Deputy Assistant Secretary Feigenbaum: Frankly, Kazakhstan should seek to forge economic and political connections in every direction. The shift in our bureaucracy at the Department of State reflects our effort to help Kazakhstan and its neighbors capture unprecedented economic opportunities. For a decade, Central Asia too often was treated as a sub-set of our policy toward Russia. No longer. Now, we seek to put Kazakhstan and Central Asia at the very center of our policy. As your question implies, it is true that Kazakhstan and its neighbors have been oriented for over a century to the north and west. But you now lie astride the world's most dynamic economic regions to your east and south. Kazakhstan and its neighbors are poised to seize unprecedented economic opportunities that for centuries made this region a crossroads but which, for much of the 20th century, lay beyond reach. Our goal, then, is to work with Kazakhstan and its neighbors to assure multiple options and new opportunities in every direction on the compass: east, west, north, and south. Our policy is not focused in any single direction to the exclusion of any other. Rather, it is to give impetus to a “corridor of reform” extending southward to Afghanistan and the Indian Ocean, even as the region's ties expand eastward to China, Japan, Korea, and the Pacific Rim. And while looking for these new opportunities to the south, the United States firmly supports maintaining and expanding Central Asia's robust ties to the Euro-Atlantic community, not least through institutions such as NATO and the OSCE. We share an interest in the free movement of energy, people, goods, and information from the Kazakh steppes to the sea, including the seaports of the Indian Ocean. I disagree that there is a “European,” or for that matter an “Asian,” model of development. Both regions are diverse. Kazakhstan's experience is not identical to every nation in Central and South Asia. But neither is Japan's experience identical to every nation in East Asia. No-one argues that Japan is identical in recent experience and orientation to Laos, Burma, and East Timor, and yet they all are part of our Bureau of East Asian and Pacific Affairs. Geography does matter.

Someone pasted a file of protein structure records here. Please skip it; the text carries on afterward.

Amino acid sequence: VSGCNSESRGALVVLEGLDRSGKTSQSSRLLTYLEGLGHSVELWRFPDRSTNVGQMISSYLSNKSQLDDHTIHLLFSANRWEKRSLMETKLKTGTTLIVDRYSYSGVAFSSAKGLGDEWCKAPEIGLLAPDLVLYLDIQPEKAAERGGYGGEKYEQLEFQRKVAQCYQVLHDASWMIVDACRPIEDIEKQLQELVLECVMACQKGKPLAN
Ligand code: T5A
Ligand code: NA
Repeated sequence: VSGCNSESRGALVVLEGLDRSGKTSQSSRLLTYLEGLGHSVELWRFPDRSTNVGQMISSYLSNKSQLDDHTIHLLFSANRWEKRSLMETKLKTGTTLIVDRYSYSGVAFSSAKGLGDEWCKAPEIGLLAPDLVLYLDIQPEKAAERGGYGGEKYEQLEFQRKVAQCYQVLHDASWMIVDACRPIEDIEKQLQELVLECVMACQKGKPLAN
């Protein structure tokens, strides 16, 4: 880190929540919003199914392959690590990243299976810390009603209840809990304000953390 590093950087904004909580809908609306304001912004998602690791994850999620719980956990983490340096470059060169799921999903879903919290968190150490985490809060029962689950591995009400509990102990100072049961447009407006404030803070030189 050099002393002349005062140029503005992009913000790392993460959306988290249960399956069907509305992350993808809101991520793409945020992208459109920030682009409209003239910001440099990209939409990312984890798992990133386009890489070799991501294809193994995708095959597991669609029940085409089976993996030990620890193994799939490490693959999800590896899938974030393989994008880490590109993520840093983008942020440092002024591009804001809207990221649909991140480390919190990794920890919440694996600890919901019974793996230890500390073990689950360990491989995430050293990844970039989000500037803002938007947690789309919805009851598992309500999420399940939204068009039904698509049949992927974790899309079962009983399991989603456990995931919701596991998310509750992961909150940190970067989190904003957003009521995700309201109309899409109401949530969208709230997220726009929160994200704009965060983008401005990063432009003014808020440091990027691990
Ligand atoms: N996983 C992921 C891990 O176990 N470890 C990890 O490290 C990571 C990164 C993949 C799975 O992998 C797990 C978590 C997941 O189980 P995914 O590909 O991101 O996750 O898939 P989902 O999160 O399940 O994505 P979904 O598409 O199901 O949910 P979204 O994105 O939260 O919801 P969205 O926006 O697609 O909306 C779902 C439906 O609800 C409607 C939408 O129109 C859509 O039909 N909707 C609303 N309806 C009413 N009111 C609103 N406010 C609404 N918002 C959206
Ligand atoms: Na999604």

Question: You are a well-known expert in China. It can be assumed that your task on this post it to prevent excessive bias in the Central Asian politics toward China—and possibly Russia—which are both restrictive authoritarian states. According to the human rights bodies, Kazakhstan also has autocratic trends. They create serious misbalance in the political system, generating potential instability risk. Don't you think the best way to counter Russian and Chinese expansion is to be more decisive and consistent in pursuing your democracy agenda?